Position Statement

Board Certification in the Specialty of Foot and Ankle Surgery

Approved by the ACFAS Board of Directors October 2020

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The American College of Foot and Ankle Surgeons (ACFAS) recognizes the role of board certification as an attestation to medical providers’ mastery of the standards and competencies that are specific to their training and practice within their specialty. Historically, board certification has provided the public with a trustworthy indication of their provider’s expertise. Increasingly however, board certification is being utilized as a requisite for obtaining and maintaining hospital privileges, as well as for participation with third-party payor networks.

The podiatric profession in the United States is currently subdivided into two specialties, podiatric medicine and podiatric (foot and ankle) surgery. ACFAS supports the recognition of one certifying Board per specialty, as has been the determination of the Joint Committee on the Recognition of Specialty Boards (JCRSB) of the Council on Podiatric Medical Education (CPME). This policy supports the CPME’s goal of “prevention of unnecessary duplication by boards and maintenance of minimum standards for the conduct and operation of specialty boards.”1

The American Board of Foot and Ankle Surgery (ABFAS) is recognized as the certifying board in the specialty of foot and ankle surgery and The American Board of Podiatric Medicine (ABPM) is recognized as the certifying board for primary podiatric medicine and podiatric orthopedics. Podiatric medicine and podiatric orthopedics is the medical specialty concerned with the comprehensive and continuous foot health care of patients. It integrates the biological, biomechanical, rehabilitative, clinical and behavioral sciences and encompasses first contact care, continuous care, long term care and general medicine.2 The term “podiatric orthopedics” can be inaccurately interpreted as a surgical component but the term has been referenced to the biomechanical and rehabilitative aspects of foot care.3 ACFAS agrees the term refers to the biomechanical and rehabilitative aspects of foot care as described by ABPM. ACFAS recognizes the distinct differences in verification and methods of evaluation carried out by each board to assess the mastery of each specialty area and recognizes that current post graduate residency training in podiatric medicine and surgery prepares candidates to be eligible for certification by either or both boards.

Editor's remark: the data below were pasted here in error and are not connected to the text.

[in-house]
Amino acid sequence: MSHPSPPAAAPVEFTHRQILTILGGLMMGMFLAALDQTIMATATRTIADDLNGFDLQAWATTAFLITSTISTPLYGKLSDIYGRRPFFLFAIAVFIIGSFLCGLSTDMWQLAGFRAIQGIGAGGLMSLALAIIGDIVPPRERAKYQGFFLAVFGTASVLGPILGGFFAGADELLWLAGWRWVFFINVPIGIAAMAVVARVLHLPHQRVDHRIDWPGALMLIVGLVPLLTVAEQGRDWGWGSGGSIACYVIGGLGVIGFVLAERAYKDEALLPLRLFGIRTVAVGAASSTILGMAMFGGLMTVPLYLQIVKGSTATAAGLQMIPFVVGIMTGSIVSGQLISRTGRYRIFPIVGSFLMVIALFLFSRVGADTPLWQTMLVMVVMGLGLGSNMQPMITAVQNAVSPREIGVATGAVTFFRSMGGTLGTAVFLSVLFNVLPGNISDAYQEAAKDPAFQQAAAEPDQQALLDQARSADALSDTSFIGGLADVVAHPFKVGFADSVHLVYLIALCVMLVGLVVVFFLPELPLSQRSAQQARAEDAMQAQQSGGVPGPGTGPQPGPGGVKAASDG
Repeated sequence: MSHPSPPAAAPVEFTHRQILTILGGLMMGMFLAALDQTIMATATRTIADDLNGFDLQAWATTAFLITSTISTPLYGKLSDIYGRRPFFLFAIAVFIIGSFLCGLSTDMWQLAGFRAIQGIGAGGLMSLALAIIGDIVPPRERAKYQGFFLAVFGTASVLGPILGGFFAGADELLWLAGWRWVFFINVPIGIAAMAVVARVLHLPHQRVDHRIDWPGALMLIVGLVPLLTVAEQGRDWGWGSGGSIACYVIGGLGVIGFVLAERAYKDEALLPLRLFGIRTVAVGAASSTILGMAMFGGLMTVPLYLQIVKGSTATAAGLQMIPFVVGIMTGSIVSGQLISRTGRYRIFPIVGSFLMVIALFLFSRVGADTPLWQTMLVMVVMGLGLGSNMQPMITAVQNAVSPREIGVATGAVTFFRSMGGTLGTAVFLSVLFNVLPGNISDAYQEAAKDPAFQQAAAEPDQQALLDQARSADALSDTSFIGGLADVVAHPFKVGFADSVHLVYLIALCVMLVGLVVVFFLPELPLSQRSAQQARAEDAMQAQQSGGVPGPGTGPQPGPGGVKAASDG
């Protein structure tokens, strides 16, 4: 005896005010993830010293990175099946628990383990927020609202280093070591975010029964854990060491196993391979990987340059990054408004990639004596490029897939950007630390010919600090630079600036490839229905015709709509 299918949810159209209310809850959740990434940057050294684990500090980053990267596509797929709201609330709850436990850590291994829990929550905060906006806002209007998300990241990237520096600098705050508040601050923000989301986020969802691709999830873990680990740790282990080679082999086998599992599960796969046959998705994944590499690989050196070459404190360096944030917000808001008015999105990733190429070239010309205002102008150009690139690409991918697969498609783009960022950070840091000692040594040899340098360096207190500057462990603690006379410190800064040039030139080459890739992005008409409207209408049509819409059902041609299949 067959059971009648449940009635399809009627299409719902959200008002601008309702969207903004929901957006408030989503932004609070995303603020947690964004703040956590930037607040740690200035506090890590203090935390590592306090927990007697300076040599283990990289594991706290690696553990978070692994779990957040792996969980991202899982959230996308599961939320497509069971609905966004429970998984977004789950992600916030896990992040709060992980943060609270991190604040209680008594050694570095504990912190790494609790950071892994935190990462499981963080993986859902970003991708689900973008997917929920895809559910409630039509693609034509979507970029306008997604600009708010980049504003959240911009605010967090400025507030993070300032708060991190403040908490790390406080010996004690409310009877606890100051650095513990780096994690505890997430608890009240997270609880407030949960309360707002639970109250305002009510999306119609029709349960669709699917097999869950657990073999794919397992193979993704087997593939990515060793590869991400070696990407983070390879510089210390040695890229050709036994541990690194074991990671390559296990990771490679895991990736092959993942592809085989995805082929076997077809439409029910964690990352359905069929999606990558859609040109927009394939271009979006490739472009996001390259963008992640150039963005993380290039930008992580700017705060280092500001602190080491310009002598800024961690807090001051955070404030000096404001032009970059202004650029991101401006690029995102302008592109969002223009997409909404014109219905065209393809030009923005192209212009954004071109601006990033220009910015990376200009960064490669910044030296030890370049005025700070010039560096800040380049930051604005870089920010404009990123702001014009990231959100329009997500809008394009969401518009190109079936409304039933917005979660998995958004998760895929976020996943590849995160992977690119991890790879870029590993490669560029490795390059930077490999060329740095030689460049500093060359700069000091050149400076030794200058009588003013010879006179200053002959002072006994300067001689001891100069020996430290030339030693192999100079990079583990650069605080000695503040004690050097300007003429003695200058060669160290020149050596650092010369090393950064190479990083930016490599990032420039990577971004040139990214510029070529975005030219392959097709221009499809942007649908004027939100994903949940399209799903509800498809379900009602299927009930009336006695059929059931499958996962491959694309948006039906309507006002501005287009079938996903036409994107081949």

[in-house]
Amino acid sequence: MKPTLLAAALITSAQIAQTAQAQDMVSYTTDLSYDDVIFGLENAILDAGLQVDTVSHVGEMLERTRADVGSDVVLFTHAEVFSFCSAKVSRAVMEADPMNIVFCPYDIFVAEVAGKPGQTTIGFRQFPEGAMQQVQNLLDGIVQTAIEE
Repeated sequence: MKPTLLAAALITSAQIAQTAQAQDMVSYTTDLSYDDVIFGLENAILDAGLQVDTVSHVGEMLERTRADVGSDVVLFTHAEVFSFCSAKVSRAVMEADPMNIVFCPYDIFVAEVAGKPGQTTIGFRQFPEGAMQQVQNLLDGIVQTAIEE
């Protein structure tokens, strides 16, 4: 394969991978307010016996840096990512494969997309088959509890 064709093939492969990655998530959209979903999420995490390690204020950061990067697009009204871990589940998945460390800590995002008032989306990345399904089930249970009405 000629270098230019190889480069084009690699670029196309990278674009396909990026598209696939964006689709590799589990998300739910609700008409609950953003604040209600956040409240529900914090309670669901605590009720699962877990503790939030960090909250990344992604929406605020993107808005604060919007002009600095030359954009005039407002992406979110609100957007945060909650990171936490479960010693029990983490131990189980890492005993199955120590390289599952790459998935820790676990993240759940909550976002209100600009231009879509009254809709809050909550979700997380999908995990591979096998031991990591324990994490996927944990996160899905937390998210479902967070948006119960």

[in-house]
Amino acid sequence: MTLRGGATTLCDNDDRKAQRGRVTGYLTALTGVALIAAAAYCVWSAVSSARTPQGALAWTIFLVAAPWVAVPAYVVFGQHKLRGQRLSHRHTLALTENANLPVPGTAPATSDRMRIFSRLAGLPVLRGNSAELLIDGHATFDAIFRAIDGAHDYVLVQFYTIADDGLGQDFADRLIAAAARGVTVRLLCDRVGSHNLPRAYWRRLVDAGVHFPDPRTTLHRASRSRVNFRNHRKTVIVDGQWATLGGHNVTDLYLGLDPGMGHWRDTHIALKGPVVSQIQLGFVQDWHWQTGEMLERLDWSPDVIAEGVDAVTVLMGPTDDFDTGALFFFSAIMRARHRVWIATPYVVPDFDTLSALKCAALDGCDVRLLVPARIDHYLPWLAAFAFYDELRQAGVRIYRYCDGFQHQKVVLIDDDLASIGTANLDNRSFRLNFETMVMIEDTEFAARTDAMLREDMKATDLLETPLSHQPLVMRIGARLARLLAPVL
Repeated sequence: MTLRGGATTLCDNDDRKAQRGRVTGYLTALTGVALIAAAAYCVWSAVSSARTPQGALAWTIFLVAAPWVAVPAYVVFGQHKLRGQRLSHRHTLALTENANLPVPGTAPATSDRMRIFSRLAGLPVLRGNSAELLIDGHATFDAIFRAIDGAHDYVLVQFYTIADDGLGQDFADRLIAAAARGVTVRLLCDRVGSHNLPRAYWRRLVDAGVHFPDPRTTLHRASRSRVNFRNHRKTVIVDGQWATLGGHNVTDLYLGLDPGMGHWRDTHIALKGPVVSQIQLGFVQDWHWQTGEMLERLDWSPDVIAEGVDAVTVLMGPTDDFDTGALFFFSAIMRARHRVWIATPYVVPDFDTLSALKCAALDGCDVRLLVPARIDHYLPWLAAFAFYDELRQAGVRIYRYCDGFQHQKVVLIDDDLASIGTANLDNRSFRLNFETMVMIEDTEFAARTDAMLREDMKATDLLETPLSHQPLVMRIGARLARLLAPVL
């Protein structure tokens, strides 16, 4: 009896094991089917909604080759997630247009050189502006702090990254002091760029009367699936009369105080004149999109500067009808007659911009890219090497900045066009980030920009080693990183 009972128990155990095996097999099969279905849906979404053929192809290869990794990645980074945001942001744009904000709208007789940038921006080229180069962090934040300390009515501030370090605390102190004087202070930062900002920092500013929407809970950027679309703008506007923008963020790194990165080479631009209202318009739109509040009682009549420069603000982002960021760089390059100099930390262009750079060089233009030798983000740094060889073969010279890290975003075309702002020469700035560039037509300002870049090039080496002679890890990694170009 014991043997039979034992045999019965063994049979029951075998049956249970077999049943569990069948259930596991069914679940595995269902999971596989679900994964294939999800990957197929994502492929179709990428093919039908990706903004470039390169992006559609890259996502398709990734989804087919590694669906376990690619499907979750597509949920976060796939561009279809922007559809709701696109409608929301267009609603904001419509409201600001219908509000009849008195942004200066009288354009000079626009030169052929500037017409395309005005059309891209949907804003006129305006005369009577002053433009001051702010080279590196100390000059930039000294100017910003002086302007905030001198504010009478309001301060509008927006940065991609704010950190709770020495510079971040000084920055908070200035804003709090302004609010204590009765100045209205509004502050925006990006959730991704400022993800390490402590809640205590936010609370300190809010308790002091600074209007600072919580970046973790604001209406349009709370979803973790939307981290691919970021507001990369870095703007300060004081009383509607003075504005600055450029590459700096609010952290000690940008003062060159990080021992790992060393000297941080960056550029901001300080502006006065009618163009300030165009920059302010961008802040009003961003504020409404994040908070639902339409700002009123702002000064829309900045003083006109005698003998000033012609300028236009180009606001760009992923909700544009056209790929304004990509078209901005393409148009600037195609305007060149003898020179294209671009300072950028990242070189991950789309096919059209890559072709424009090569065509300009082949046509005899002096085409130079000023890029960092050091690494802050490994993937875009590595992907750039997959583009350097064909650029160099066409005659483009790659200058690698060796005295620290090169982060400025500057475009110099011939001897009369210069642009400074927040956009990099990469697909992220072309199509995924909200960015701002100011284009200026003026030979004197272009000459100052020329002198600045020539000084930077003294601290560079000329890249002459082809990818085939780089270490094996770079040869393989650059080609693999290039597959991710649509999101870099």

ACFAS acknowledges that credentialing bodies (hospital medical staffs, third party payors, and other entities) may require board qualification/certification as one of many measures to determine a candidate’s worthiness of privileging or eligibility to provide specific services. ACFAS believes that privileging, when determined to be contingent on board certification, should reflect certification or qualification by the specialty board recognized for assessing the training and demonstrated competence for the specific privilege in question.

The existence of separate certification in surgical and medical specialties in the profession of podiatry ultimately exists to protect the health and welfare of the public. It is also an important mechanism which allows doctors of podiatric medicine to develop the practice that best suits them and their ability to optimally serve their patients. The value of this distinction is maximized when clear delineations are maintained regarding the specialty training that each board serves to certify. Those who have mastered the surgical aspects would be proficient enough to be board certified/qualified with ABFAS. For these reasons, ACFAS recognizes the American Board of Foot and Ankle Surgery as the only certifying board in the specialty of foot and ankle surgery and requires obtaining this certificate in order to be a fellow of this organization.

1 Council on Podiatric Education, https://www.cpme.org/boards/content.cfm?ItemNumber=2423&&navItemNumber=2238
2 American Board of Podiatric Medicine, https://www.abpmed.org/pages/about-abpm#whatis
3 Levrio J. The evolution of a specialty. A study of podiatric surgery. J Am Podiatr Med Assoc. 1987 Aug;77(8):419-27.

The American College of Foot and Ankle Surgeons (ACFAS) is a professional society of more than 7,800 foot and ankle surgeons. Founded in 1942, ACFAS seeks to promote the art and science of foot, ankle, and related lower extremity surgery, address the concerns of foot and ankle surgeons, advance and improve standards of education and surgical skill, and advance and advocate for the highest standards of patient care and safety.